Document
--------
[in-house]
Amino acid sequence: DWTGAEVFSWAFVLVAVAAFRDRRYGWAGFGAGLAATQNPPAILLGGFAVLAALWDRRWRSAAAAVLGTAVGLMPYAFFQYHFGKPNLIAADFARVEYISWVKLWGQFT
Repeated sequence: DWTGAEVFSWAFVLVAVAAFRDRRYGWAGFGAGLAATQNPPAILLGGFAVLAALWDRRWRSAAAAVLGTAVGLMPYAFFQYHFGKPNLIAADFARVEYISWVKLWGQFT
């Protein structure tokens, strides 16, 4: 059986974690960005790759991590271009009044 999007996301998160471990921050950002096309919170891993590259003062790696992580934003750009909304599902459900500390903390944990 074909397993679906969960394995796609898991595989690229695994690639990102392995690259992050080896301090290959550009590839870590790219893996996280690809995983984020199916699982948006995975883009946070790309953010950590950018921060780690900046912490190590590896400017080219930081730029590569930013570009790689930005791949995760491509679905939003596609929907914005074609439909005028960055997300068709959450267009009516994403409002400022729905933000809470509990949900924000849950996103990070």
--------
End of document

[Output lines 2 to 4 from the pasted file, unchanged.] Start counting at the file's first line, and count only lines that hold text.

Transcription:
Amino acid sequence: DWTGAEVFSWAFVLVAVAAFRDRRYGWAGFGAGLAATQNPPAILLGGFAVLAALWDRRWRSAAAAVLGTAVGLMPYAFFQYHFGKPNLIAADFARVEYISWVKLWGQFT
Repeated sequence: DWTGAEVFSWAFVLVAVAAFRDRRYGWAGFGAGLAATQNPPAILLGGFAVLAALWDRRWRSAAAAVLGTAVGLMPYAFFQYHFGKPNLIAADFARVEYISWVKLWGQFT
């Protein structure tokens, strides 16, 4: 059986974690960005790759991590271009009044 999007996301998160471990921050950002096309919170891993590259003062790696992580934003750009909304599902459900500390903390944990 074909397993679906969960394995796609898991595989690229695994690639990102392995690259992050080896301090290959550009590839870590790219893996996280690809995983984020199916699982948006995975883009946070790309953010950590950018921060780690900046912490190590590896400017080219930081730029590569930013570009790689930005791949995760491509679905939003596609929907914005074609439909005028960055997300068709959450267009009516994403409002400022729905933000809470509990949900924000849950996103990070």